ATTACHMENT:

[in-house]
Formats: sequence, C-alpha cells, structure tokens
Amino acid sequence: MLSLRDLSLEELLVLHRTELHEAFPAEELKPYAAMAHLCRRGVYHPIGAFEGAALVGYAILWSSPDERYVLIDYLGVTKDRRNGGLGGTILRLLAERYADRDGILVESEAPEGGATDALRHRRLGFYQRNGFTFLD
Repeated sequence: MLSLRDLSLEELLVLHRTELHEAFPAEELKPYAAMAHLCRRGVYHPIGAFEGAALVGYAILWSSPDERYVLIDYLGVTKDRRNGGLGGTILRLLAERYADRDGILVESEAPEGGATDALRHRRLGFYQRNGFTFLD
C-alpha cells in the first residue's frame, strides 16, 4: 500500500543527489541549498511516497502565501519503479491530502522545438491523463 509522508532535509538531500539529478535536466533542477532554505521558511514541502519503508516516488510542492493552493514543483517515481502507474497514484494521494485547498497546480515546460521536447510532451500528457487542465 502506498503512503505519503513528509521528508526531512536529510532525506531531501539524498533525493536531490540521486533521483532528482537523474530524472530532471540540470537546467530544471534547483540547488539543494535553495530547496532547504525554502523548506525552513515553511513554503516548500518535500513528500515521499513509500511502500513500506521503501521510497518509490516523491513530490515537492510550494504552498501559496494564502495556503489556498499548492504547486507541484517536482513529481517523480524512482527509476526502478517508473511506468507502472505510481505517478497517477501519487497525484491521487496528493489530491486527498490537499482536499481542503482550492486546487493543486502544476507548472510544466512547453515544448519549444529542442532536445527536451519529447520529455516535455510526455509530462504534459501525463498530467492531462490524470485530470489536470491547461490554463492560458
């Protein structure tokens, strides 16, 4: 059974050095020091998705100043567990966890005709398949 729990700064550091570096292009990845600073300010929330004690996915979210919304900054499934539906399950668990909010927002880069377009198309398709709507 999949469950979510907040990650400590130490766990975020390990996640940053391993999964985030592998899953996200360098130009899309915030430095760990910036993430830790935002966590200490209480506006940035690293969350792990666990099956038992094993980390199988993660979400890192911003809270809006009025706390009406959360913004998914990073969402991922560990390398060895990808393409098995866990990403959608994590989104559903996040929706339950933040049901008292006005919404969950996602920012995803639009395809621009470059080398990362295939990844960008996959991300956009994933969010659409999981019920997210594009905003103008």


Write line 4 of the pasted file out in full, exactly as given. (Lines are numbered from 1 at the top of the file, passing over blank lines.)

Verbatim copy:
Repeated sequence: MLSLRDLSLEELLVLHRTELHEAFPAEELKPYAAMAHLCRRGVYHPIGAFEGAALVGYAILWSSPDERYVLIDYLGVTKDRRNGGLGGTILRLLAERYADRDGILVESEAPEGGATDALRHRRLGFYQRNGFTFLD